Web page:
Food expiration dates are usually determined through a series of tests and trials designed to measure the safety and nutritive value of the food in question. In many places, government regulatory bodies are involved in setting expiration dates, or at least mandating their use. Not all food products have fixed expirations. In general, the only foods that are required to have and display them are infant formulas, which have been shown in numerous clinical trials to lose nutrition over time. Since babies being fed formula typically get all or most of their nutrients from the drink, governments usually see a vested interest in making sure that levels of vitamins and minerals are stable and consistent. Most other foods have “sell by” or “best if used by” dates. These aren’t quite the same as expirations, since in most cases the product can actually be fine for days if not weeks past the noted time. These dates are more often determined not on the food’s inherent nutritive content but on when it is most likely to taste the best and look the freshest. In most instances, the printing of “use by” dates is at the discretion of the manufacturer and isn’t always based on any sound science.
Understanding Food Expiration Generally
There are lots of reasons why foods are printed with expiration dates, though consumer safety is usually at the top of the list. “Expired” foods are typically those that have either lost so much nutrition so as to be harmful, as is the case with many liquid and powdered formulas, or those that are in imminent risk of spoiling and becoming breeding grounds for bacteria, like dairy and meat products.
In general, dates are determined by studying the chemical composition of the food in question and then comparing this with the environmental conditions where the food is likely to be stored. There’s often a lot of testing and experimenting that goes into finding the line between “safe” and “should be thrown away.”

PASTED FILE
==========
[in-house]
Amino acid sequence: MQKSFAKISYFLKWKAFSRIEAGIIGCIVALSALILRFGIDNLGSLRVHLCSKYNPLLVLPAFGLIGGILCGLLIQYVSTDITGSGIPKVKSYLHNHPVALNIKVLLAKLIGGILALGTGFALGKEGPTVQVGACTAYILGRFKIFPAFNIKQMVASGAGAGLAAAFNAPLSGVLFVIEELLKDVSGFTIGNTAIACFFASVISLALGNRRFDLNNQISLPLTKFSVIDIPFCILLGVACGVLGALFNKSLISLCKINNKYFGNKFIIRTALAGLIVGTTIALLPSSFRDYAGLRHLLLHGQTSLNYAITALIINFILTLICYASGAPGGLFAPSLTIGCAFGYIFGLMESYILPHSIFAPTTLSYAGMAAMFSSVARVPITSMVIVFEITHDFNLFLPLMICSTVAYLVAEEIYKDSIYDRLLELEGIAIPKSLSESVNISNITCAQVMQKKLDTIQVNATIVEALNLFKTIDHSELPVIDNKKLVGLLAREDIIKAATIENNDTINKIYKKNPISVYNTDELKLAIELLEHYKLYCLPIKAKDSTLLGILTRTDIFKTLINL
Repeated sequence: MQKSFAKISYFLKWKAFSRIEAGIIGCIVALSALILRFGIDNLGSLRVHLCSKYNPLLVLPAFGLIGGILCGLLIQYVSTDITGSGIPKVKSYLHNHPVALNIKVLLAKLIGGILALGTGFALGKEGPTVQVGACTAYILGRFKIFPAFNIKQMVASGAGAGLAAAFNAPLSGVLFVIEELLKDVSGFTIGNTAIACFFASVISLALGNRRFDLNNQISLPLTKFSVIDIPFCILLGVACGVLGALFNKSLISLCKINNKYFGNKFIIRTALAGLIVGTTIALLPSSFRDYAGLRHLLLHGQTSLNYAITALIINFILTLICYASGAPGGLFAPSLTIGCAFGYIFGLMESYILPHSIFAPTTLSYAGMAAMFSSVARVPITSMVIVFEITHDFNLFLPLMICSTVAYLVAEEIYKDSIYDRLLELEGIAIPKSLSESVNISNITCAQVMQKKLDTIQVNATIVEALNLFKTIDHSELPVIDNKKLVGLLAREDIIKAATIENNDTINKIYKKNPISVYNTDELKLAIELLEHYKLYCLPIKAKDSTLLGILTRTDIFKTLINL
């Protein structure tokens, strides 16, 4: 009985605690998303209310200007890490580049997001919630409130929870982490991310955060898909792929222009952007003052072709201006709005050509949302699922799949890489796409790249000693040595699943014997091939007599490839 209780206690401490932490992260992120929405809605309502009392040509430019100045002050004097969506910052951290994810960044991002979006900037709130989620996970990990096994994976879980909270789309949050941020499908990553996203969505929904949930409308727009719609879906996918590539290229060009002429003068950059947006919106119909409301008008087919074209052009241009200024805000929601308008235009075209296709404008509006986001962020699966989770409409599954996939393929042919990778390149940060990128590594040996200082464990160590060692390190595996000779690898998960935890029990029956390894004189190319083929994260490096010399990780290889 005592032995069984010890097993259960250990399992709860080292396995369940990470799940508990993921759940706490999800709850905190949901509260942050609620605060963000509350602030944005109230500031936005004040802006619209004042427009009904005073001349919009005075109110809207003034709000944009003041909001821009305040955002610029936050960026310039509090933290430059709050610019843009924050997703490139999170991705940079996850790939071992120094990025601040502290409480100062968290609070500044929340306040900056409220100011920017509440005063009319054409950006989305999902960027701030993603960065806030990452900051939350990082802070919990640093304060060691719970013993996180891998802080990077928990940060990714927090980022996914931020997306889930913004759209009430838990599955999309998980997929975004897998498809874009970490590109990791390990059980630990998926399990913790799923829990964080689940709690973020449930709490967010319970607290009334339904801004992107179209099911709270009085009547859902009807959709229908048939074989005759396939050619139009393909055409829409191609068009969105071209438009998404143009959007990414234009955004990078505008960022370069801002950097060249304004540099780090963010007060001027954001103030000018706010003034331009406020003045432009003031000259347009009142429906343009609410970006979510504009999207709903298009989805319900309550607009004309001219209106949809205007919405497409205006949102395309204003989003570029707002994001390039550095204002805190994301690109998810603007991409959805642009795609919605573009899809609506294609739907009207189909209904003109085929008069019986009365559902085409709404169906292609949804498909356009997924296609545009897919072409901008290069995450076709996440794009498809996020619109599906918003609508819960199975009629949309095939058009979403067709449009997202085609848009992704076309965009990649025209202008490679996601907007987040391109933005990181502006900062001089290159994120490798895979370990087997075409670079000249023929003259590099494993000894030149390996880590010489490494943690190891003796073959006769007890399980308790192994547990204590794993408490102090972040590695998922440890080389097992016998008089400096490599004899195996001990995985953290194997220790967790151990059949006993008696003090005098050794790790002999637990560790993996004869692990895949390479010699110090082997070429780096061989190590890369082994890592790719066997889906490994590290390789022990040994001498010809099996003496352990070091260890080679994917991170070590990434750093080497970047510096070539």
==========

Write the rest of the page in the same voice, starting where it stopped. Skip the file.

Oversight and Governing Agencies
In the US, the Food and Drug Administration (FDA) oversees the regulation of packaged food and drugs, while the Department of Agriculture (USDA) regulates the production and packaging of fresh meats and produce. Many other countries have parallel systems. The FDA requires an expiration date only on infant formulas, and the USDA requires a label for the packaging date of fresh poultry. Packaging isn’t the same as expiration, but can give consumers a clearer idea about the product’s freshness.
Most all other food and over the counter medication can be labeled with terms such as "best if used by," as opposed to having a clear expiration. The FDA notes that this is because the majority of foods and drugs may spoil if they are kept to long, but they may not, and in most cases they don’t present a serious health danger and shouldn’t be discarded simply on a technicality.
Clinical Studies and Trials
Dates that are printed as true expirations are usually determined based on extensive tests. Researchers try to pinpoint the moment that a food goes from being possibly past its prime to presenting some true threat. These tests are usually carried out by career clinicians and typically go through several iterations.
Understanding “Best By” Labels
It’s much more common to see foods printed with a "sell-by" or “best by” date, though in most cases this is not the same thing as an expiration. Many are actually designed by food manufacturers to force sale and turnover, and can also be used by stores for the same reason. The FDA notes that labels such as "best if used by" refer more to the quality or flavor of the food than its intrinsic quality or nutritive content. Consumers should usually use their best instincts in these cases, and only throw food away that smells, tastes, or looks “off.”
Effect of Packaging
How a food is packaged can also affect its freshness, even if it’s within its window of best use or expiration. Canned foods can typically be stored for up to a year as long as they are stored at a temperature below 75° F (24° C). Dry foods, such as cereals, pastas, and cake mixes, can usually stored up to six months prior to use, but they may spoil faster if they are exposed to moisture, heat, or direct sunlight. Using them even years later may not present any problems, though they may not taste as fresh.